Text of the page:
The covering  for Brussels’ mascot was, it seems, sufficient to satisfy Hasbro, the company licensed to sell the famous product which has delighted young and old alike down the generations.

The Brussels version is sure to do the same. It features places like the Atomium, the city’s best known shopping street -Nieuwstraat – hotels on Avenue Louise, many of Brussels’ museums, the Botanique, concert halls and the Cathedral.

Cedric said one of the aims, in compiling this version, was to highlight the city’s multi-ethnic aspects so expect to also find the Marolles, the famous old neighbourhood overlooking the city’s law courts.

He added, “Monopoly Brussels does not only contain the famous and well known Brussels’ streets but also gives an insight in the diversity of museums and monuments in the city. The game is a sort of guide through the capital. You pass the classic must-sees but you also find less obvious places and hidden secrets in the city.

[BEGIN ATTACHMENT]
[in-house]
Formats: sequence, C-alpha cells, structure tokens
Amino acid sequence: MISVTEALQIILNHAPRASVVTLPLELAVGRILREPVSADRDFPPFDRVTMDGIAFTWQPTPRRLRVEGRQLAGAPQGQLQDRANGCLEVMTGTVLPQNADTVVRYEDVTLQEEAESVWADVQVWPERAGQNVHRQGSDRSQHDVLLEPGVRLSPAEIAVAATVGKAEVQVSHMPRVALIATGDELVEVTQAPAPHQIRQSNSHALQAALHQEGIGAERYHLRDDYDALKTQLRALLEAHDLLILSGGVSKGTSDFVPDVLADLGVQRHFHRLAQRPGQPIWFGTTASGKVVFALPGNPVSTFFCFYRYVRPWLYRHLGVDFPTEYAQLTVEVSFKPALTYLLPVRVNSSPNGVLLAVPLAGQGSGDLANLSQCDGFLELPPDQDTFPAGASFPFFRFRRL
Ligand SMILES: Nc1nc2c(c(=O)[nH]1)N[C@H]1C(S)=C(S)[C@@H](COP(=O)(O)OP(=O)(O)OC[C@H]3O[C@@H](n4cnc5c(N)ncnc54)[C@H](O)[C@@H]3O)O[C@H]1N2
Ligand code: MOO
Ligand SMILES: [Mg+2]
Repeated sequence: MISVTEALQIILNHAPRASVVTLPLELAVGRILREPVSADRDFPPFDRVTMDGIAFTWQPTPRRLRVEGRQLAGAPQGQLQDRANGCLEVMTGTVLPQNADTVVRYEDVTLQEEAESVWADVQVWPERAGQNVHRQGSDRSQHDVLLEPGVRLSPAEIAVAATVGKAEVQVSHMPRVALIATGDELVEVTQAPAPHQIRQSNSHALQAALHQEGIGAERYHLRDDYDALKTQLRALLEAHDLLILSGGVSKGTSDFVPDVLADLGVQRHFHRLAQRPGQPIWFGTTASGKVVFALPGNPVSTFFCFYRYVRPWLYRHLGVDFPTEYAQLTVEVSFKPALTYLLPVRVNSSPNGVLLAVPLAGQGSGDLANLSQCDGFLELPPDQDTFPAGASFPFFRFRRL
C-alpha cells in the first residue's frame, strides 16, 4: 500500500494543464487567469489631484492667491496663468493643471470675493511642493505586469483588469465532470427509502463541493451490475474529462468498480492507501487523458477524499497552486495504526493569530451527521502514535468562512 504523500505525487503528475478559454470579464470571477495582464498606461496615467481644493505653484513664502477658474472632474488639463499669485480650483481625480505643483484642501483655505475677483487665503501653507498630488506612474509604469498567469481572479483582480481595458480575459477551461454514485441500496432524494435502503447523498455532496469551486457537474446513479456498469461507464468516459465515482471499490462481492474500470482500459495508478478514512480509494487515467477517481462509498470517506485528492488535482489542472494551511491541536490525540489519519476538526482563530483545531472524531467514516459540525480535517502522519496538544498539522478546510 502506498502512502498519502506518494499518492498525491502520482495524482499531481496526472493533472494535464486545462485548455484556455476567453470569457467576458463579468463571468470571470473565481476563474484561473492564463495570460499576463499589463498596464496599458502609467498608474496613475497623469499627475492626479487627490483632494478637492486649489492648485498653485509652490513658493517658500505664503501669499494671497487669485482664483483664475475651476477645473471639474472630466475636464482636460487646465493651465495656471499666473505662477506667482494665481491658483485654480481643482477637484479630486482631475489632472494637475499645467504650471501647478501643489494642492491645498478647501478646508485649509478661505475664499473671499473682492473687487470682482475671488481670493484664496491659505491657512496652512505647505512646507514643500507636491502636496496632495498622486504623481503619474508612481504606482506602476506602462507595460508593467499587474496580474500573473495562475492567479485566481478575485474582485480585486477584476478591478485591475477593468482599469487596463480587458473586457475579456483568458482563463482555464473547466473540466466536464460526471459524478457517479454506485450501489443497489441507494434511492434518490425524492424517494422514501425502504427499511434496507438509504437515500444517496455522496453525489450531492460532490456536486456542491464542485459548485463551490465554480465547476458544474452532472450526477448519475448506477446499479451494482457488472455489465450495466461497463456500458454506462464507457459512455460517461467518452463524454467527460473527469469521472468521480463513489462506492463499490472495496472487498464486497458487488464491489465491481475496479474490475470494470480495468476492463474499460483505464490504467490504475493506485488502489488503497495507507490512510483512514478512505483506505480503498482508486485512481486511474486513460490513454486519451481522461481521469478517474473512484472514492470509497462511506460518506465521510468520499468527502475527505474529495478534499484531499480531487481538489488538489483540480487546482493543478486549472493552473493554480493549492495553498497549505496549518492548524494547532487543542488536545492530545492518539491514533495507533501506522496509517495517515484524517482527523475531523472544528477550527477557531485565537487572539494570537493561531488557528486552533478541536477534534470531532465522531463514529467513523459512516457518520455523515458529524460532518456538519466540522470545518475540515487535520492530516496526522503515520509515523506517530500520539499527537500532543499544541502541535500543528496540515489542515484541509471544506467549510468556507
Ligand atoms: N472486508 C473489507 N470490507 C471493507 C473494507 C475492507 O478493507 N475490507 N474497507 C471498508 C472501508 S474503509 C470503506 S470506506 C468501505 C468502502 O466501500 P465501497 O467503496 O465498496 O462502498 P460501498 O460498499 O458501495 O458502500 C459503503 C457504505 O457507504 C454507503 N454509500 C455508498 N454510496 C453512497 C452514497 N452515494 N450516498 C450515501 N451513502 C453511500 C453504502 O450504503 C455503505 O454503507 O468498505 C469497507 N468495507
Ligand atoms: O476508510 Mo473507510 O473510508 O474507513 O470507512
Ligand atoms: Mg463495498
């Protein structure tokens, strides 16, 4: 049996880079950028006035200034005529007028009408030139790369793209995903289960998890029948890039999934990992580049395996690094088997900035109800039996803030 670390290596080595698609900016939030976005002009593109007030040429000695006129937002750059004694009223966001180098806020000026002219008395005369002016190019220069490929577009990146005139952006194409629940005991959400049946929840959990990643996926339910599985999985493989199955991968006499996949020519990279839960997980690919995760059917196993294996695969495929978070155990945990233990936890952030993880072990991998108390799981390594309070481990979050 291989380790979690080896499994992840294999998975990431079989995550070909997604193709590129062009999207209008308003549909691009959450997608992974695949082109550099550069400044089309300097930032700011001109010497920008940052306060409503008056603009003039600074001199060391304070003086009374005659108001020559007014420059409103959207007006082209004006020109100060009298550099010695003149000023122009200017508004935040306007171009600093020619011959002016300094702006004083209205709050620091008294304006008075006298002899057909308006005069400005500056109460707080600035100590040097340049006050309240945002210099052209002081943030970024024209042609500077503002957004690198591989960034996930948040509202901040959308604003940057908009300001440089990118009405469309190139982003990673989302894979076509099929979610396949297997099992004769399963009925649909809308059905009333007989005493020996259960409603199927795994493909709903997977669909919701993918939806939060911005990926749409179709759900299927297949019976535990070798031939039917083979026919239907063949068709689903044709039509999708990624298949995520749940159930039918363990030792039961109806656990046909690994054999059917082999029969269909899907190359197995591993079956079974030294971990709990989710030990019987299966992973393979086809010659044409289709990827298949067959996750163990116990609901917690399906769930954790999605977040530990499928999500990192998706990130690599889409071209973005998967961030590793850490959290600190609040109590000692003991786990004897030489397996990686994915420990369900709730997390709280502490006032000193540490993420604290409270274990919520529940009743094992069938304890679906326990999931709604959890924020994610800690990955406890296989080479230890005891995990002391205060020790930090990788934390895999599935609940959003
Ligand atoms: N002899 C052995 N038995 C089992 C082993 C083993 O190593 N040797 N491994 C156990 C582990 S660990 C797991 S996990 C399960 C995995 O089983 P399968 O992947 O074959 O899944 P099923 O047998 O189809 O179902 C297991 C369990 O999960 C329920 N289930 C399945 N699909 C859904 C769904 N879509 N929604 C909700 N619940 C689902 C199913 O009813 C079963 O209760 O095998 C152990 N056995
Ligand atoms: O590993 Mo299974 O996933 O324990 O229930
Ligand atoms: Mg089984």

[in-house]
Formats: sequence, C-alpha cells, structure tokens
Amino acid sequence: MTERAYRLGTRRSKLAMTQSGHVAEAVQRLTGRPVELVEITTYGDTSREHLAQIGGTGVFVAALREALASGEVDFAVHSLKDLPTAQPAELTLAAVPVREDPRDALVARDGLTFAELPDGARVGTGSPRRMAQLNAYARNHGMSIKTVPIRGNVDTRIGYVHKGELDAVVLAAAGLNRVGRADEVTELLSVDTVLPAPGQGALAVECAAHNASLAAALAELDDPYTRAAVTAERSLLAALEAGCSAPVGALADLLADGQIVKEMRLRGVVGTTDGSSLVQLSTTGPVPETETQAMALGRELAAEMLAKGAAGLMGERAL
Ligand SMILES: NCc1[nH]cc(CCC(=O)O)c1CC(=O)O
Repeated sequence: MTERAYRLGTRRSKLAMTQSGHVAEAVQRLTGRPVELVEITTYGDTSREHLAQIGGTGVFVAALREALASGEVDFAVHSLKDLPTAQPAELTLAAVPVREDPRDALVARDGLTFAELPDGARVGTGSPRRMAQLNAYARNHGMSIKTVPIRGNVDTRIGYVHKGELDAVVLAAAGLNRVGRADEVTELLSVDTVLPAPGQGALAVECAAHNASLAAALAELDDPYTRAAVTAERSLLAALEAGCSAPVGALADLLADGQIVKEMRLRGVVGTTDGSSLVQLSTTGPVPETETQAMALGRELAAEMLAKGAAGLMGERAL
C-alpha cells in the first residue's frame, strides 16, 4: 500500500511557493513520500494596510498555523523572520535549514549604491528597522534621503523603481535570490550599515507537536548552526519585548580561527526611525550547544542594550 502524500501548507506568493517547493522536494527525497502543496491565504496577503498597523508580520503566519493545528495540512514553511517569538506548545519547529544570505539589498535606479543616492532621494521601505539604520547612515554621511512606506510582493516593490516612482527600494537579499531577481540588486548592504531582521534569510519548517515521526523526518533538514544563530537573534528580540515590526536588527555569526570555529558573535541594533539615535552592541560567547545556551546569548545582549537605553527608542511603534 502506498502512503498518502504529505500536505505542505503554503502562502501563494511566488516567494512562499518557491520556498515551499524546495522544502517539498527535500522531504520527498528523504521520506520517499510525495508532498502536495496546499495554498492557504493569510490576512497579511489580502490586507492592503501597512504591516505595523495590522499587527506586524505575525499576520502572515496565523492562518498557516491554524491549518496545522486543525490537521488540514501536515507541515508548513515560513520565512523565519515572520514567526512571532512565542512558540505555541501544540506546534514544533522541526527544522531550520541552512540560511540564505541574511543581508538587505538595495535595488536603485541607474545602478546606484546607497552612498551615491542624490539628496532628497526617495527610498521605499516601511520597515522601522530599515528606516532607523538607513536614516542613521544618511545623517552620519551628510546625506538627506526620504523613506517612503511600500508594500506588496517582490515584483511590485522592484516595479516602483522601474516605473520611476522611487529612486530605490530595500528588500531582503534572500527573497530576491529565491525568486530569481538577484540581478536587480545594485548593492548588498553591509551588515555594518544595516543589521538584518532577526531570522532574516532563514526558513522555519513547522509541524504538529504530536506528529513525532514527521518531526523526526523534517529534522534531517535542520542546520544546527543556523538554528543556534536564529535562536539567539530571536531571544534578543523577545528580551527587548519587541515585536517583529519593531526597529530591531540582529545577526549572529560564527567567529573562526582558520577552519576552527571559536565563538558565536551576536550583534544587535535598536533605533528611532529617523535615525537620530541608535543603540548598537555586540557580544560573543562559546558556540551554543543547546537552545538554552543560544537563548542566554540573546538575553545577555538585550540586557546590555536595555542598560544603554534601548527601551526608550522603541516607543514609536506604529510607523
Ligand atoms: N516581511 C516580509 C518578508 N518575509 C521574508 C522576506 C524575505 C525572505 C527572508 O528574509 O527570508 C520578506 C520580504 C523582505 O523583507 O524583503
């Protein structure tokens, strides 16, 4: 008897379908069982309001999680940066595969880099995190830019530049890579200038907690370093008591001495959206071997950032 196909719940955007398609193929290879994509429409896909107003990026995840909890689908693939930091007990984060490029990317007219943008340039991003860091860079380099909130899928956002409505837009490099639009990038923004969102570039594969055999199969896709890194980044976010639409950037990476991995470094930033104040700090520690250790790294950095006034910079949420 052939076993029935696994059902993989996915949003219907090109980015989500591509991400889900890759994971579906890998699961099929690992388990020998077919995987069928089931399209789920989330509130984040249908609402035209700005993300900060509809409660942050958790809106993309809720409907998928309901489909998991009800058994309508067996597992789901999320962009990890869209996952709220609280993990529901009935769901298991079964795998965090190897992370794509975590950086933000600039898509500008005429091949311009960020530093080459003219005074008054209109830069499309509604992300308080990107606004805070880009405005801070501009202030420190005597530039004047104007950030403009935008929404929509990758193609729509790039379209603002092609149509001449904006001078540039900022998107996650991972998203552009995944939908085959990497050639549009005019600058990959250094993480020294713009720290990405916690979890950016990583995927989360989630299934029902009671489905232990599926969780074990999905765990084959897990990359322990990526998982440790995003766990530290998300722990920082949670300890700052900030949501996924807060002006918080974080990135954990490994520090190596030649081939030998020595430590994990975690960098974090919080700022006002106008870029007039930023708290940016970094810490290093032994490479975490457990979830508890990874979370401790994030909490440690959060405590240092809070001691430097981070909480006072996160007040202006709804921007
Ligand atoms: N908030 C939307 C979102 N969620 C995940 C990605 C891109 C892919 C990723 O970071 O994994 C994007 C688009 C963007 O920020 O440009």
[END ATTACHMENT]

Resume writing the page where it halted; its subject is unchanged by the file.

“The new chance cards and the community chest cards highlight different big events in the city. But it doesn’t stop there as even the Monopoly money in the game has been given a little Brussels’ touch.”

Similar Monopoly board games on Bruges and  Mechelen have been produced and the long awaited Brussels version was launched in tandem with two other Belgian cities: Antwerp and Gent.

Monopoly Brussels is available in a bilingual edition,in French and Dutch, and even a separate English one for tourists and expats. It is on sale in up to 40 shops across the city.

For those already planning for the festive season, it makes for a cracking Christmas stocking filler.

More info.

 

Belgium

Commission approves €2.2 million Belgian aid measures to support Flemish airports in the context of the coronavirus outbreak

Published

on